Blog Post

Model: Sudan’s ongoing conflict could reduce economic output by half and push 1.8 million into poverty

The outbreak of war in Sudan on April 15 between the Sudanese Armed Forces (SAF) and the paramilitary Rapid Support Forces (RSF) caused major disruptions in economic activities in the capital Khartoum and other areas of the country. More than six months later, the conflict continues, and its impacts on Sudan’s economy and on livelihoods are intensifying. Those disruptions, which have also limited access to health facilities and other public goods, are creating an unfolding humanitarian emergency.

How has the war affected Sudan’s economy? Assessing those impacts is a challenge because Sudan is a relatively data-scarce country, especially in wartime. So, we opted to use an economic modeling approach. Using 2021 national statistics as a baseline, we modeled the war’s effects on economy-wide indicators and on household incomes. Our results indicate that the war’s impacts on the national economy and individual sectors are severe and could push as many as 1.8 million people into poverty.

We used a Social Accounting Matrix (SAM) Multiplier model for the purpose of this analysis. It is well-suited to measure the short-term impacts of unpredicted shocks such as the war in Sudan and it captures direct and indirect effects on national and sectoral production, household incomes, employment, and poverty.

To represent the impacts of the conflict in the modeling framework, we mapped its scale and spread using on-the-ground fighting and political developments. Our mapping included 10 out of the 18 Sudan states, with varying intensity of fighting: Khartoum state, the five Darfur states, the three Kordofan states, and Blue Nile state.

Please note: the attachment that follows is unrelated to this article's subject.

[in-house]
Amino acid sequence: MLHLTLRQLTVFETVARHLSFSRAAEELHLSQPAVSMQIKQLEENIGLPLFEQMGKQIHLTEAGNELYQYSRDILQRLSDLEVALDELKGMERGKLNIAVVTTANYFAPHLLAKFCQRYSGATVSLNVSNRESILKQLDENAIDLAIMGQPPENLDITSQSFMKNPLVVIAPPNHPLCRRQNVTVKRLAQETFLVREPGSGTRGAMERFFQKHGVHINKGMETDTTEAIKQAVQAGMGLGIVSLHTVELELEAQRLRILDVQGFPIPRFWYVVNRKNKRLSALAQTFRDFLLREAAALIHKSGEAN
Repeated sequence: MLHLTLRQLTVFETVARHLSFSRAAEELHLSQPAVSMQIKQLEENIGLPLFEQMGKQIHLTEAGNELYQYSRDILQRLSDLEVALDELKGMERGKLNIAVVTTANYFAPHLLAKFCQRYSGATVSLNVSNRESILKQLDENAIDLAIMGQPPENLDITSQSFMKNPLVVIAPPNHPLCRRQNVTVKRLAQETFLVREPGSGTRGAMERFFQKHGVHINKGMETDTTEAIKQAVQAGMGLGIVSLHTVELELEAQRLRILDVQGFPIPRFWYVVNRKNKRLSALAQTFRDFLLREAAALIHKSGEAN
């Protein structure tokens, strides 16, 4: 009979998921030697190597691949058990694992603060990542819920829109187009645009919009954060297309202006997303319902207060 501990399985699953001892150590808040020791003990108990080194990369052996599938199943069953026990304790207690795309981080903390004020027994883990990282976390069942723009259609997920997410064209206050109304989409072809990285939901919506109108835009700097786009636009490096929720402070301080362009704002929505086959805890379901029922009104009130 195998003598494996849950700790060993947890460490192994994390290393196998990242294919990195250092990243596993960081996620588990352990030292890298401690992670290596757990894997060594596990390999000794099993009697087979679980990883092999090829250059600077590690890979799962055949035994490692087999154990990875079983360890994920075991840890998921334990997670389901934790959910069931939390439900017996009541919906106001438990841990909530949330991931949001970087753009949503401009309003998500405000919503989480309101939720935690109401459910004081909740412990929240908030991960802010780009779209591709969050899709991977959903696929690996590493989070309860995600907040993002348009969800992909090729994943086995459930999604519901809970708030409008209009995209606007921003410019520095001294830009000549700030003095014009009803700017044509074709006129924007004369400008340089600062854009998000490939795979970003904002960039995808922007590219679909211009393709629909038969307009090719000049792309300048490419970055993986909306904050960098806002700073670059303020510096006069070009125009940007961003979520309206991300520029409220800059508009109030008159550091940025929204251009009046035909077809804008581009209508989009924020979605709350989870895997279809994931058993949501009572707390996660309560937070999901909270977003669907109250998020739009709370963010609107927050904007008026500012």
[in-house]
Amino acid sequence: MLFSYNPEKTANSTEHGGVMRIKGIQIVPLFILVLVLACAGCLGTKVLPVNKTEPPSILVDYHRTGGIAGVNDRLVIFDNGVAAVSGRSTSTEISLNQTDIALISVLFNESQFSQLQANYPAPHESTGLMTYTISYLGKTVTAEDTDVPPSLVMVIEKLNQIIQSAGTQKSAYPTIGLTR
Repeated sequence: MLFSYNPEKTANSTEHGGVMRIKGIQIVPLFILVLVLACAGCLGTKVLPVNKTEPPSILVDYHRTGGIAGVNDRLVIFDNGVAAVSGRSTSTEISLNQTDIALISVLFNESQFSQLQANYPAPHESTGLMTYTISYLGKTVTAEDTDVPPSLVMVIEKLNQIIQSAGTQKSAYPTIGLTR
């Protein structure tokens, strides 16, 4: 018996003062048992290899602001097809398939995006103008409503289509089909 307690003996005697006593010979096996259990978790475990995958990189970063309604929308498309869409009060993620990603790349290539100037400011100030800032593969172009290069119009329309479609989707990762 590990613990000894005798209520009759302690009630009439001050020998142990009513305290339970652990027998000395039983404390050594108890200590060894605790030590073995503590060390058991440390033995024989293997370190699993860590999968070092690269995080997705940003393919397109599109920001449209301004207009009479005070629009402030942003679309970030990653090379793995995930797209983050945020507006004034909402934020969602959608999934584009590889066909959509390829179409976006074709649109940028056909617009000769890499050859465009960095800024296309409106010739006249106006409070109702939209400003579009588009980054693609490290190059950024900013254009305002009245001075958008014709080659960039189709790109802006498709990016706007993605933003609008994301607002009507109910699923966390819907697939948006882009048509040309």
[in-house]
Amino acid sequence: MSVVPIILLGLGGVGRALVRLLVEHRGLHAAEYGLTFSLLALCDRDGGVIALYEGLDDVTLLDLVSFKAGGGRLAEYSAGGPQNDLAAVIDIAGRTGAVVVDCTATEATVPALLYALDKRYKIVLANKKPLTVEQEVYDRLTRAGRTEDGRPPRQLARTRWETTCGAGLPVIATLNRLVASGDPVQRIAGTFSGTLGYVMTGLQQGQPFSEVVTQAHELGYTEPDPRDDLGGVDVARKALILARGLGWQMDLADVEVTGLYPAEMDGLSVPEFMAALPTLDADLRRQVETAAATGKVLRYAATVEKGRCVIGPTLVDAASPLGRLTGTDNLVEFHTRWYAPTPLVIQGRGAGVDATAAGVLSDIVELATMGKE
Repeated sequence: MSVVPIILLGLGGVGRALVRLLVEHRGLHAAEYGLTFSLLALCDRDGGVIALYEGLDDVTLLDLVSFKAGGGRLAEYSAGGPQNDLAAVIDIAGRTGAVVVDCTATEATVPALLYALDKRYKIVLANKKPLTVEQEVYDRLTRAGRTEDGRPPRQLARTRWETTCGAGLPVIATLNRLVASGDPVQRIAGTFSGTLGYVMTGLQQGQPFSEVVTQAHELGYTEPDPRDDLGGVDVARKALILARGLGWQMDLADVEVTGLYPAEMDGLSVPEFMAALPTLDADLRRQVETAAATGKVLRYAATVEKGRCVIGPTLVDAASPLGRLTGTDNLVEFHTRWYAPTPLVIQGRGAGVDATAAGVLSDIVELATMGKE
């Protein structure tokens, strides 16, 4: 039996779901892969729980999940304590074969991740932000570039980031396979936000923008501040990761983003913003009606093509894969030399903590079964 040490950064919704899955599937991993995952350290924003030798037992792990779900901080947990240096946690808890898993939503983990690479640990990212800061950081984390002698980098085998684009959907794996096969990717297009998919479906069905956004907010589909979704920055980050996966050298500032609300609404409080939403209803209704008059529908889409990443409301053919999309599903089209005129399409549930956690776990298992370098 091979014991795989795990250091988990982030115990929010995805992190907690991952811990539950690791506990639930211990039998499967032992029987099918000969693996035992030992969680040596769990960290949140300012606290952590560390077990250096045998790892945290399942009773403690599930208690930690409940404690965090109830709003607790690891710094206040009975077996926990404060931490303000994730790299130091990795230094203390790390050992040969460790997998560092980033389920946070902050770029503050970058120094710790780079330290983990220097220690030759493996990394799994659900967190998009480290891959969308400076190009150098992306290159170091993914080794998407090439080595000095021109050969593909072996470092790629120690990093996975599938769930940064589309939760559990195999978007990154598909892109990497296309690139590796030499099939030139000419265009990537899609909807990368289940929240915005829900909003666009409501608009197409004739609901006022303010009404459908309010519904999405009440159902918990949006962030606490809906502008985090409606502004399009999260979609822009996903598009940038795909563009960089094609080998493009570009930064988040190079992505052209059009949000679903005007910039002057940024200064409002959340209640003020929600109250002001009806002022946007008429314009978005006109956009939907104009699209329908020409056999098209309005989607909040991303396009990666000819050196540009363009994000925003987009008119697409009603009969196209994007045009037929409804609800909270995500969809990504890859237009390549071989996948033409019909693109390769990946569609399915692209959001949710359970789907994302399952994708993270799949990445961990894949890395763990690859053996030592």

Simulated shocks at the level of economic sectors were designed based on the degree to which the main states that produce specific sectoral goods have been affected by the ongoing conflict. The magnitude of the shocks also varied depending on the extent of each sector’s centralization of production, as well as the level of intensity of violence in the producing states. We also considered governmental and non-governmental mitigation measures and interventions at the sectoral level. In addition, we considered seasonality in production, especially in the agricultural sector, to capture the stage of the value chain for each product being affected by the war.

We considered three scenarios reflecting possible duration of the war: 1) swift normalization, which captures the damage made by the war until the end of June 2023 (April-June); 2) prolongation of conflict, capturing the impact of the war until September (April-September), and 3) escalation of conflict, considering the continuation of the war until December 2023 (April-December).

The modeling indicates that the war resulted in losses of about $5 billion to Sudan’s economy as of June 30. That estimate doubled with the war extending beyond September, and the losses are expected to reach $15 billion if the war continues until the end of 2023—equivalent to 48% of Sudan’s gross domestic product (GDP). In the same scenario, with war continuing to the end of the year, reductions in sectoral GDP of industry, services, and agriculture are estimated at 70%, 49%, and 21%, respectively (Figure 1). These reductions in sectoral GDP are associated with the loss of an estimated 5.2 million jobs (almost half of the labor force) with 2.7 million, 2 million, and 400,000 jobs lost in services, industry, and agriculture, respectively.